About Site Map Contact Us
|A service of the U.S. National Library of Medicine®|
On this page:
Reviewed January 2008
What is the official name of the TAT gene?
The official name of this gene is “tyrosine aminotransferase.”
TAT is the gene's official symbol. The TAT gene is also known by other names, listed below.
Read more about gene names and symbols on the About page.
What is the normal function of the TAT gene?
The TAT gene provides instructions for making a liver enzyme called tyrosine aminotransferase. This enzyme helps break down the amino acid tyrosine, a protein building block found in many foods. Tyrosine aminotransferase is the first in a series of five enzymes that converts tyrosine to smaller molecules, which are excreted by the kidneys or used in reactions that produce energy.
How are changes in the TAT gene related to health conditions?
Where is the TAT gene located?
Cytogenetic Location: 16q22.1
Molecular Location on chromosome 16: base pairs 71,600,753 to 71,610,997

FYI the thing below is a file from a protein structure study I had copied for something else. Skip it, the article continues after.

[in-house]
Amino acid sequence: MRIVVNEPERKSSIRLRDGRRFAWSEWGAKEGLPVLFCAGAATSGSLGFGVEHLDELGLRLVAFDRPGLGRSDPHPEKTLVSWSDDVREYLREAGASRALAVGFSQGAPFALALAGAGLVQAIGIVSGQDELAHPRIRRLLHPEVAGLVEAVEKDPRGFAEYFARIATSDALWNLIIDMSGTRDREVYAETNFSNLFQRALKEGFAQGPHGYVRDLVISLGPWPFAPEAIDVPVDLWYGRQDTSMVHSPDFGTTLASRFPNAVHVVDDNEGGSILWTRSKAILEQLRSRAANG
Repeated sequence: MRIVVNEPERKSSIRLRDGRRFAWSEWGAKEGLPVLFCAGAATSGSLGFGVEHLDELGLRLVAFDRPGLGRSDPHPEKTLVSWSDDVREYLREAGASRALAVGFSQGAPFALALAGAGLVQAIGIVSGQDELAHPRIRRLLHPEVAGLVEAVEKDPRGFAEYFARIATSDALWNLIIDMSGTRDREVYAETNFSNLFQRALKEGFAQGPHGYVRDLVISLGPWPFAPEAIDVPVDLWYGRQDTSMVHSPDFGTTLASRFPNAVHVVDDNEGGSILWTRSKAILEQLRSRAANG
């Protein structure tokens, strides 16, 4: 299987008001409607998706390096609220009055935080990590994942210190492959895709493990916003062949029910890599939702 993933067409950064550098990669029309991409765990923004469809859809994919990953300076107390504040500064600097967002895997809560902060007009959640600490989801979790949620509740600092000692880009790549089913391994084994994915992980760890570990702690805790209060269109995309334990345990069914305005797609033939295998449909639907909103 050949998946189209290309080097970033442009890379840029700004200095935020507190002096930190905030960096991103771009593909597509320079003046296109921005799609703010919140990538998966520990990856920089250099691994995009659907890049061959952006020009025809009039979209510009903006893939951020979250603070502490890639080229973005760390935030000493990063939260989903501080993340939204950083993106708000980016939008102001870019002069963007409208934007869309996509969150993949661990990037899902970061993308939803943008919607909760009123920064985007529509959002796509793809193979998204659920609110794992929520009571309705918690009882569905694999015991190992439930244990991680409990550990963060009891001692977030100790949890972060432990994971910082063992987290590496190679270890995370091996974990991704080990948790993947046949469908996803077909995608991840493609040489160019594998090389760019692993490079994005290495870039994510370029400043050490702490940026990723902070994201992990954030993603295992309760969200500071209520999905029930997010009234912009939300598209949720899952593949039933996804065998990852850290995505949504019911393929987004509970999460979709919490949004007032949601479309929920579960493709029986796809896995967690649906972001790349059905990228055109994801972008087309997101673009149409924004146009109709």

The TAT gene is located on the long (q) arm of chromosome 16 at position 22.1.
More precisely, the TAT gene is located from base pair 71,600,753 to base pair 71,610,997 on chromosome 16.
See How do geneticists indicate the location of a gene? in the Handbook.
Where can I find additional information about TAT?
You and your healthcare professional may find the following resources about TAT helpful.
You may also be interested in these resources, which are designed for genetics professionals and researchers.
What other names do people use for the TAT gene or gene products?
See How are genetic conditions and genes named? in the Handbook.
Where can I find general information about genes?
The Handbook provides basic information about genetics in clear language.
These links provide additional genetics resources that may be useful.
What glossary definitions help with understanding TAT?
You may find definitions for these and many other terms in the Genetics Home Reference Glossary.
See also Understanding Medical Terminology.
References (4 links)
The resources on this site should not be used as a substitute for professional medical care or advice. Users seeking information about a personal genetic disease, syndrome, or condition should consult with a qualified healthcare professional. See How can I find a genetics professional in my area? in the Handbook.